With February 2021 bringing wintery, snowy weather to large parts of the UK, none of us want the heating to pack in now.
We have six tips to help keep your boiler and heating working efficiently, ensure you stay toasty and warm throughout the cold winter weather – and may even save a little bit of money along the way.
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1. Defrost your boiler’s condensate pipe
If your boiler suddenly stops working when the weather turns bitter, then check to see if its condensate pipe has frozen.
If this pipe gets blocked with ice, then the condensation water that your boiler creates has nowhere to drain and your boiler will automatically shut down as a safety measure.
In cold weather, a frozen condensate pipe is one of the most common reported faults that stops a boiler working, but you can defrost the pipe yourself, without having to call out an expensive heating engineer to do it for you.
Step-by-step guide to defrosting your condensate pipe
- Locate the pipe: it will be a white pipe that comes out of the wall behind your boiler and runs directly to an outside drain.
- Boil the kettle: leave it to cool for 10-15 minutes afterwards, so that it’s warm rather than boiling.
- Pour the warm water over the pipe: start from the top of the pipe and work down until the ice has melted.
- Reset your boiler: it should now work normally.
Can’t reach your condensate pipe?
If your boiler is in the loft or you’re in a high-story flat, the condensate pipe may be out of easy reach. However, there is an easy temporary fix, as our principle sub editor can attest to:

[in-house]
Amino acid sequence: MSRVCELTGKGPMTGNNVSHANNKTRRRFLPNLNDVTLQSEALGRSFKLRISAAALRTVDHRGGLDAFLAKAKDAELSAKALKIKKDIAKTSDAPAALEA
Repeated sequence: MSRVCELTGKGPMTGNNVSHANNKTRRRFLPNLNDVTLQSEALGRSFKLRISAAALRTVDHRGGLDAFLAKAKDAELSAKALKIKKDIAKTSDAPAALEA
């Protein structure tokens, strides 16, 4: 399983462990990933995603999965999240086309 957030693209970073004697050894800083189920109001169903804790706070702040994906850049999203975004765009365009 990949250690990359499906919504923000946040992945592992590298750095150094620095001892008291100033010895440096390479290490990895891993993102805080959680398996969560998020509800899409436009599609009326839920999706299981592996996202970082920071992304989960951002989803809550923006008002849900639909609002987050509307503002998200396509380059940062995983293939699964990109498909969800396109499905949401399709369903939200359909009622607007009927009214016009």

‘I’ve just had my condensate pipe freeze over, but it’s up on the second floor of my house – so I thought I was going to have to go up a ladder to fix it.
‘However, when I rang my boiler engineer they gave me a really easy temporary fix, just to disconnect the pipe at the base of the boiler and catch the water in a bucket.
‘I have to empty it twice a day, but beats going up a ladder in the snow with hot water. I just have to wait until the weather warms up, and then reconnect it.’
Angus Dawson, Which? principal sub editor
Prevention is better than a cure: read our top tips for insulating your boiler condensate pipe to stop it freezing over in the future.
2. Bleed your radiators
Not only will it keep your central heating system in top form, bleeding your radiators might also knock a little bit of money off your heating bills.
Trapped air bubbles in a radiator will rise to the top of a radiator. Over time this can stop your radiators from heating up efficiently.
Fortunately it’s easy to diagnose and fix yourself.
Step-by-step guide to bleeding your radiators
- Turn the heating on full: wait for your radiators to reach their maximum heat.
- Check for cold spots: run your hand along the top of each radiator. If you feel any cold areas that’s a signal that radiator needs bleeding.
- Turn the heating off: let your radiators cool down so the hot water doesn’t burn you when you start to bleed your radiators.
- Locate the bleed valve: start with the ground floor radiator furthest from the boiler, you can find the bleed valve usually located at the top and side of your radiator.
- Place a towel under the bleed valve: use this, or a tray or container to collect any water that drips out of the valve.
- Insert your radiator bleed key: also hold a cloth or towel under the little drain hole to catch any water.
- Open the valve: turning it slowly, anticlockwise. You should hear a hissing sound as the air leaves the valve. Only open it a maximum of half-a-twist, to make sure water doesn’t escape the valve too quickly.